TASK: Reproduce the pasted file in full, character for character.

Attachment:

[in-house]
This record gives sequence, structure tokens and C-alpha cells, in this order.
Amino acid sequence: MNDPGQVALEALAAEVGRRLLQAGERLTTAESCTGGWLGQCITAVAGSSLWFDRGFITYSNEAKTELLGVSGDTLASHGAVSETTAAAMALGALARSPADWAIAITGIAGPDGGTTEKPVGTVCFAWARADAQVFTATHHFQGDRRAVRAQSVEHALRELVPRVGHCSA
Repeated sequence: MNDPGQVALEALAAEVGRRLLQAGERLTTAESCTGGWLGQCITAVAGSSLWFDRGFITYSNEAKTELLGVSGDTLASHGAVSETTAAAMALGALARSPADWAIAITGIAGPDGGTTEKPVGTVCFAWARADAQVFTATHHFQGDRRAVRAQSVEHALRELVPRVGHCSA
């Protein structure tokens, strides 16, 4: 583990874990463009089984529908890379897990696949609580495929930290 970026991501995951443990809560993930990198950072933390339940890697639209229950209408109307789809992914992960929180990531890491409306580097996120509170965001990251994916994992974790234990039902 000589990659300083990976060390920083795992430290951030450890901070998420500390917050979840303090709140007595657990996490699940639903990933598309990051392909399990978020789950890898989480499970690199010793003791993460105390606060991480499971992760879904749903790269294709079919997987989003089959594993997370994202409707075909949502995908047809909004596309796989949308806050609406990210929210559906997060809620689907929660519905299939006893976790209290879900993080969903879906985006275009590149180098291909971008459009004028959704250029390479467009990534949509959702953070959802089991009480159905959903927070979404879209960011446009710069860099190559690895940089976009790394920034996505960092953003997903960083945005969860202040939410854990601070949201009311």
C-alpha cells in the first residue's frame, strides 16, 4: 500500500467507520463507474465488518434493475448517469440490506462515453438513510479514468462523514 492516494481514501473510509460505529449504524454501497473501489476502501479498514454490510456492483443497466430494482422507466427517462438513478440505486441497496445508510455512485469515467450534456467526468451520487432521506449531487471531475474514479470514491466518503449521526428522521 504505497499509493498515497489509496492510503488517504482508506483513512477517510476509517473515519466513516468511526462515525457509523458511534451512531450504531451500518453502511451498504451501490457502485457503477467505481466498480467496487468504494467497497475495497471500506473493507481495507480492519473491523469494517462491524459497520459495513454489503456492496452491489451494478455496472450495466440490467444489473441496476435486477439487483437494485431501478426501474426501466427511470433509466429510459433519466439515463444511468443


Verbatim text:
[in-house]
This record gives sequence, structure tokens and C-alpha cells, in this order.
Amino acid sequence: MNDPGQVALEALAAEVGRRLLQAGERLTTAESCTGGWLGQCITAVAGSSLWFDRGFITYSNEAKTELLGVSGDTLASHGAVSETTAAAMALGALARSPADWAIAITGIAGPDGGTTEKPVGTVCFAWARADAQVFTATHHFQGDRRAVRAQSVEHALRELVPRVGHCSA
Repeated sequence: MNDPGQVALEALAAEVGRRLLQAGERLTTAESCTGGWLGQCITAVAGSSLWFDRGFITYSNEAKTELLGVSGDTLASHGAVSETTAAAMALGALARSPADWAIAITGIAGPDGGTTEKPVGTVCFAWARADAQVFTATHHFQGDRRAVRAQSVEHALRELVPRVGHCSA
């Protein structure tokens, strides 16, 4: 583990874990463009089984529908890379897990696949609580495929930290 970026991501995951443990809560993930990198950072933390339940890697639209229950209408109307789809992914992960929180990531890491409306580097996120509170965001990251994916994992974790234990039902 000589990659300083990976060390920083795992430290951030450890901070998420500390917050979840303090709140007595657990996490699940639903990933598309990051392909399990978020789950890898989480499970690199010793003791993460105390606060991480499971992760879904749903790269294709079919997987989003089959594993997370994202409707075909949502995908047809909004596309796989949308806050609406990210929210559906997060809620689907929660519905299939006893976790209290879900993080969903879906985006275009590149180098291909971008459009004028959704250029390479467009990534949509959702953070959802089991009480159905959903927070979404879209960011446009710069860099190559690895940089976009790394920034996505960092953003997903960083945005969860202040939410854990601070949201009311």
C-alpha cells in the first residue's frame, strides 16, 4: 500500500467507520463507474465488518434493475448517469440490506462515453438513510479514468462523514 492516494481514501473510509460505529449504524454501497473501489476502501479498514454490510456492483443497466430494482422507466427517462438513478440505486441497496445508510455512485469515467450534456467526468451520487432521506449531487471531475474514479470514491466518503449521526428522521 504505497499509493498515497489509496492510503488517504482508506483513512477517510476509517473515519466513516468511526462515525457509523458511534451512531450504531451500518453502511451498504451501490457502485457503477467505481466498480467496487468504494467497497475495497471500506473493507481495507480492519473491523469494517462491524459497520459495513454489503456492496452491489451494478455496472450495466440490467444489473441496476435486477439487483437494485431501478426501474426501466427511470433509466429510459433519466439515463444511468443